In the 60s everyone was approaching computer art from a scientific or mathematical point of view – such as using algorithms, transformations, and morphing techniques.
The Mona Lisa was digitized, recreated from its actual physical painting. Phil Peterson at Control Data created the “Digital” Mona Lisa, whereby characters were transmitted via satellite from the original Mona Lisa at the Louvre in Paris; 100 characters were overlaid on each other, per point, and a digital black and white version of the painting was printed on the plotter.
My friend Remy Landau and I organized the world’s first International Computer Art Exhibition in 1967.
Sponsored by the National Film Board and Junior Association of Montreal Museum (“JAMM”) held at the Montreal Museum of Fine Arts, included works from Ken Knowlton (including a digitized mural of Birds in Flight) Bell Labs (NJ), Lloyd Sumner (Virginia), Frieder Nake (Germany), Leslie Mezei (University of Toronto) from Boeing (Washington) – their “Ergonomic man” for designing their cockpits in the most optimal way based on the ergonomics of a human body.
Lloyd Sumner was both an artist and a computer programmer designing computer art using mathematical algorithms.
Fast forward today from the 1960s when you had collaboration between the computer programmer to the artists experimenting in the NFT space today!
You once again have artists learning about the technology, in this case now, about blockchain, how to mint NFTs and working with computer programmers to develop smart contracts so they can sell their art.
You have a parallel collaboration structure between artist and computer tech or software.
It will evolve to being the same individual having both skills, facilitated by software tools enabling individuals to express their creation – And evolution of tools and the evolution of the education of people learning each other’s skills and art. It’s exciting to watch the parallel between the 60s and today in that space. Software tools like blender, unreal engine, unity, 3D Generation of images, automated algorithms.
It’s really evolved from what was available to me in the 60s. Some people criticize the use of algorithms to generate 10,000 images, “Is it really art?” – not realizing that the very genesis of computer art began with algorithms generating beautiful images!
THE METAVERSE – A new medium “Dreaming while awake”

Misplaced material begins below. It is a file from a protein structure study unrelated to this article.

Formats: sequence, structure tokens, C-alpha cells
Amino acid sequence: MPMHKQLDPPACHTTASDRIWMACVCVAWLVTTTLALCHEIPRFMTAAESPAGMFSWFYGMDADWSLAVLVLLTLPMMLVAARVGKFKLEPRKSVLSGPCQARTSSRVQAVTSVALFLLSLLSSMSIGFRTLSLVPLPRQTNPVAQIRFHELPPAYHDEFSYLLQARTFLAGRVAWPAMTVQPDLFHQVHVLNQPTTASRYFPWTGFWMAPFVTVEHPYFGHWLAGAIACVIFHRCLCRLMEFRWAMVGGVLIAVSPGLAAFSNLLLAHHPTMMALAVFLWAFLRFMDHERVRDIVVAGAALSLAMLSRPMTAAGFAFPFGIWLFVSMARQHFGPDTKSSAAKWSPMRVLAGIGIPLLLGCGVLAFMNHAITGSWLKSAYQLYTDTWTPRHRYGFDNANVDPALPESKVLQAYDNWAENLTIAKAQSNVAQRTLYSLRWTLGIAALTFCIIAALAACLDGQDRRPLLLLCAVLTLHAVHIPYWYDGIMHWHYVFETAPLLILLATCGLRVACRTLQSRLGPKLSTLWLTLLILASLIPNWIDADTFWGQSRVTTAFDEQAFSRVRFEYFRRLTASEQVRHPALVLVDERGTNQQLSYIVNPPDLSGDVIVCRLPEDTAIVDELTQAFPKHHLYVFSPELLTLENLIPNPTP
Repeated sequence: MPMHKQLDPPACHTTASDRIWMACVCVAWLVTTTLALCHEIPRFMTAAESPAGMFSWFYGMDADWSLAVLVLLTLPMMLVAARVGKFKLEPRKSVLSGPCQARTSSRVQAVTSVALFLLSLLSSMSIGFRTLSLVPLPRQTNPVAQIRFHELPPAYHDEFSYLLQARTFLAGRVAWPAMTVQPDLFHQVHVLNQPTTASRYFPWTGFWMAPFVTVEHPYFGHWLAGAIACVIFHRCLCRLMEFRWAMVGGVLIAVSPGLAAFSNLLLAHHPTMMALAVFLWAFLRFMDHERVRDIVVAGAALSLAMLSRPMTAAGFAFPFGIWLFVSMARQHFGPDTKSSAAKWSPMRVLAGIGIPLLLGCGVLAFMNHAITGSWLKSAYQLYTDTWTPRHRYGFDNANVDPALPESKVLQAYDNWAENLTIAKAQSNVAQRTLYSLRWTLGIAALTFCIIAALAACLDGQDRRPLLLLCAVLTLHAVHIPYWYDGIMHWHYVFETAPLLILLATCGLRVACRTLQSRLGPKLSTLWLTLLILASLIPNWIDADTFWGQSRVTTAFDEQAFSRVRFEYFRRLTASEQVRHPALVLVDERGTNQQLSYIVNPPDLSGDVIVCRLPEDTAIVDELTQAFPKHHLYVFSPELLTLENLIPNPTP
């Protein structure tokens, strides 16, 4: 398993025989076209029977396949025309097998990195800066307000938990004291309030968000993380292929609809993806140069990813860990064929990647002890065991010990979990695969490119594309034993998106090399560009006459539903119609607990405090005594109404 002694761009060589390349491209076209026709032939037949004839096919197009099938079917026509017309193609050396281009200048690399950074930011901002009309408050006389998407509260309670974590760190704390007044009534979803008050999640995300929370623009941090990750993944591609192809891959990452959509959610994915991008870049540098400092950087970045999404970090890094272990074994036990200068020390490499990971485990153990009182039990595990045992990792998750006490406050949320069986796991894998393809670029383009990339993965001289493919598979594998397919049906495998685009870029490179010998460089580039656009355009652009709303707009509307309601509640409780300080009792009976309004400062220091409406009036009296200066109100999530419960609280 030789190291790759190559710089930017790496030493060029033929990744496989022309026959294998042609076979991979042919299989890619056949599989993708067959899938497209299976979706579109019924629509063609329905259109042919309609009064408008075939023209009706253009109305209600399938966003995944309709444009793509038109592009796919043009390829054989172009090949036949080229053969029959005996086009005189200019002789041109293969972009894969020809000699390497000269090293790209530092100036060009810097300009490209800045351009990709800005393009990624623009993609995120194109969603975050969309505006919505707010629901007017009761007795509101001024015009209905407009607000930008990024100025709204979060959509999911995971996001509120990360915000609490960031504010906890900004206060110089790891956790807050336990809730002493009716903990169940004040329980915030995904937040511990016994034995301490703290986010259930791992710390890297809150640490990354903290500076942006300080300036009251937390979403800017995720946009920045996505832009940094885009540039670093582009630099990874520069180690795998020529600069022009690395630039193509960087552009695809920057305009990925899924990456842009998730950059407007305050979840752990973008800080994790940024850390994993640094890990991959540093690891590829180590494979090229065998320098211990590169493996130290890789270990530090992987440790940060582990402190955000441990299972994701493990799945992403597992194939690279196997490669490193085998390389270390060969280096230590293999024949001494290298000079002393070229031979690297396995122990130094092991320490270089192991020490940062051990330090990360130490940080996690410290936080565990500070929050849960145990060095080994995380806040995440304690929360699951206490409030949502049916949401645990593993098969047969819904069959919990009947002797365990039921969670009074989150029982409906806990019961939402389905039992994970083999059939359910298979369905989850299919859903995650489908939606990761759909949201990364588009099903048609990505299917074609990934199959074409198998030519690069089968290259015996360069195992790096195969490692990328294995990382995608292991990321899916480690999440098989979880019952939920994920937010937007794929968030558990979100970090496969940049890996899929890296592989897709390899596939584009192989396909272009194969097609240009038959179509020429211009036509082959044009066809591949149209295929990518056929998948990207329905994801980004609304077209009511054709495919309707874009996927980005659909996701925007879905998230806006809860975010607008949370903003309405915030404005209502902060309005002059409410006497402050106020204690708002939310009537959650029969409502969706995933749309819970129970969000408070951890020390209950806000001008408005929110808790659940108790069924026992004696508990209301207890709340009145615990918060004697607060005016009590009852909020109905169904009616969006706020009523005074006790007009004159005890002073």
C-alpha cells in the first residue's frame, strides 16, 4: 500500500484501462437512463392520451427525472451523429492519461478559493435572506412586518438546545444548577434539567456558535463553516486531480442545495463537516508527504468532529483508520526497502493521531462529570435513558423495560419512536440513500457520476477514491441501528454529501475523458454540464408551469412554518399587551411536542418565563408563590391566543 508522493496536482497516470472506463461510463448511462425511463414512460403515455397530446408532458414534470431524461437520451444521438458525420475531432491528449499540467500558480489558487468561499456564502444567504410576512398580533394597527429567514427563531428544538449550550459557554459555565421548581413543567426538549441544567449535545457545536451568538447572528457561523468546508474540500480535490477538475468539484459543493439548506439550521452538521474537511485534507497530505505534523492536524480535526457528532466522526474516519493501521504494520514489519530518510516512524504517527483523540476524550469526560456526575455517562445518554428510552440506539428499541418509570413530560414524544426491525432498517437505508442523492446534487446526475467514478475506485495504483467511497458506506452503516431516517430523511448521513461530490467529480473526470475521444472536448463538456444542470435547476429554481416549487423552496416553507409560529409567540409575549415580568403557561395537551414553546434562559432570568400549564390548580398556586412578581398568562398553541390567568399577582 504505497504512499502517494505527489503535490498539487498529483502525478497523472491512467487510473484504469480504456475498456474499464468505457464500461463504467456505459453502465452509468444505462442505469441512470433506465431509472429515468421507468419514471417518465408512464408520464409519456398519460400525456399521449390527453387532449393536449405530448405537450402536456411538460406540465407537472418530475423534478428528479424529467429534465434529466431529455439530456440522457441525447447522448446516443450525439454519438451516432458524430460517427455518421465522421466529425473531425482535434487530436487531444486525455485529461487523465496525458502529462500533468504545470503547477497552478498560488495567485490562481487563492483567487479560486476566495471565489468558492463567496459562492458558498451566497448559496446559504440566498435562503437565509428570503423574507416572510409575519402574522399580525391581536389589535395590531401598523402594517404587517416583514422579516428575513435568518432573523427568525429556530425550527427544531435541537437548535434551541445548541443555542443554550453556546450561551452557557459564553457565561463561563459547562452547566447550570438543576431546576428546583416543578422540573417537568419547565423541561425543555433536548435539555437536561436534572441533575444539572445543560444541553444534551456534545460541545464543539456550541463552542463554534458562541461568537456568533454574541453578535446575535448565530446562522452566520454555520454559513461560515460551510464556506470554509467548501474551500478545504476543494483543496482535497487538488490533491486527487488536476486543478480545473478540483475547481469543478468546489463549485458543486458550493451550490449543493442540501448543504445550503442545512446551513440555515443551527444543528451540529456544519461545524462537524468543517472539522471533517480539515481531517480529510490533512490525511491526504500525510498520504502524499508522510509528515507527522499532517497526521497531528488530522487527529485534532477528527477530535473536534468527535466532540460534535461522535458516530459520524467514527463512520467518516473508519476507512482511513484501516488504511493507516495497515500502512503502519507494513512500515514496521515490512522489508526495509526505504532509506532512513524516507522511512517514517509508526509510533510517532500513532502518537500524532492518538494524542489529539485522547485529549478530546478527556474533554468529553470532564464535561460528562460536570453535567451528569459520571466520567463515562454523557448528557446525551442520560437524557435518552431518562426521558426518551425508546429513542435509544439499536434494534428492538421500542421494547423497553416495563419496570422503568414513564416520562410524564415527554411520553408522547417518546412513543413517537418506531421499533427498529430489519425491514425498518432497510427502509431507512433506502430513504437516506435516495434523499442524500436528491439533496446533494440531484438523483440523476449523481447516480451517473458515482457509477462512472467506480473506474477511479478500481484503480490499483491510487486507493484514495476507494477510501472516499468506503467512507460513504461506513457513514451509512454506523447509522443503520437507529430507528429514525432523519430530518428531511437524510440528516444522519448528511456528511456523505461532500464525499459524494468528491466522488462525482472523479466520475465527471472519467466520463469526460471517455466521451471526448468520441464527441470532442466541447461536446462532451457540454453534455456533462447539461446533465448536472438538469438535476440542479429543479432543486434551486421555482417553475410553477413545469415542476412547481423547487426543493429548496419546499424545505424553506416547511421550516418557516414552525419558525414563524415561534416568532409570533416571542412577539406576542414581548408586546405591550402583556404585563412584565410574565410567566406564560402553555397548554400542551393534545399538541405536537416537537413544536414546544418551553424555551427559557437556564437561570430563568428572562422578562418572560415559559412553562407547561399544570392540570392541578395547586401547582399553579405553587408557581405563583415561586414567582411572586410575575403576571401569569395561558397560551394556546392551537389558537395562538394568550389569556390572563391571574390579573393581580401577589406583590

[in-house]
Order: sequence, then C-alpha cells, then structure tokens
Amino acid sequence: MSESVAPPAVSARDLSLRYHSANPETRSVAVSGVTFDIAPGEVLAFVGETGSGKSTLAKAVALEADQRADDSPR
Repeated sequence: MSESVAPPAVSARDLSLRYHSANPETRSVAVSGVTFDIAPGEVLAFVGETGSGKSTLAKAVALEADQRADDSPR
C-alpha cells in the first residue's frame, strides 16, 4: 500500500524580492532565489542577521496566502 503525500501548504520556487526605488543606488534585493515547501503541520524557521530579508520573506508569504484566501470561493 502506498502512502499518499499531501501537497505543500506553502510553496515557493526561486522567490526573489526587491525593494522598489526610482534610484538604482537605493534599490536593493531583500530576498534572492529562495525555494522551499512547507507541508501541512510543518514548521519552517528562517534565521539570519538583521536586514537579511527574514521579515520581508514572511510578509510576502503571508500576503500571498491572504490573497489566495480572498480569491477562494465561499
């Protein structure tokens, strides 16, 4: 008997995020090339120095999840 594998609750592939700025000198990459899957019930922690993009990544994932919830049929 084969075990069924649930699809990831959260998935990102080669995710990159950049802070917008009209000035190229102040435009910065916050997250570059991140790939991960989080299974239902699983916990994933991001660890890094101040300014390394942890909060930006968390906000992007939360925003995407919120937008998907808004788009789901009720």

In projecting where technology will go, appreciating the core characteristics and strategic differences of each medium is really important.
I grew up influenced by Marshall Mcluhan’s “The medium is a message – understanding media”.
Each medium is unique – whether it’s a tweet broadcasting up to 280 characters (and images); whether it’s instant messaging such as when Blackberry came out such that people keyboard and transmit messages to each other silently in a boardroom meeting – silently communicating individual thoughts, without voice interfering and everyone hearing the communication. Interactive messaging versus sending messages that a person can read and respond to at their leisure. Other interactions require instant response to maintain social etiquette. Every medium has its characteristics. A few tech experts misread the Internet, referring to it as an “information highway,” rather than a “communications medium” with information as a subset.
It was obvious to me in the mid-nineties, that the Internet was a medium of communications, bringing people together across common interest groups, internationally.
The power of communications: if you go back to 1997 John McAfee had a company Tribal Voice which had developed a chat application called Powwow – most beautiful chat interface in contrast with the discord platform that comparatively has a difficult user interface to learn.
I discovered that some chatters had no money for food, they depended on food stamps. Yet they would pay $25 a month to AOL to get the diskette to be able to access the Internet because of the power of communications they could meet people who might take them out of poverty.
The priority and power of communications over food boggled my mind.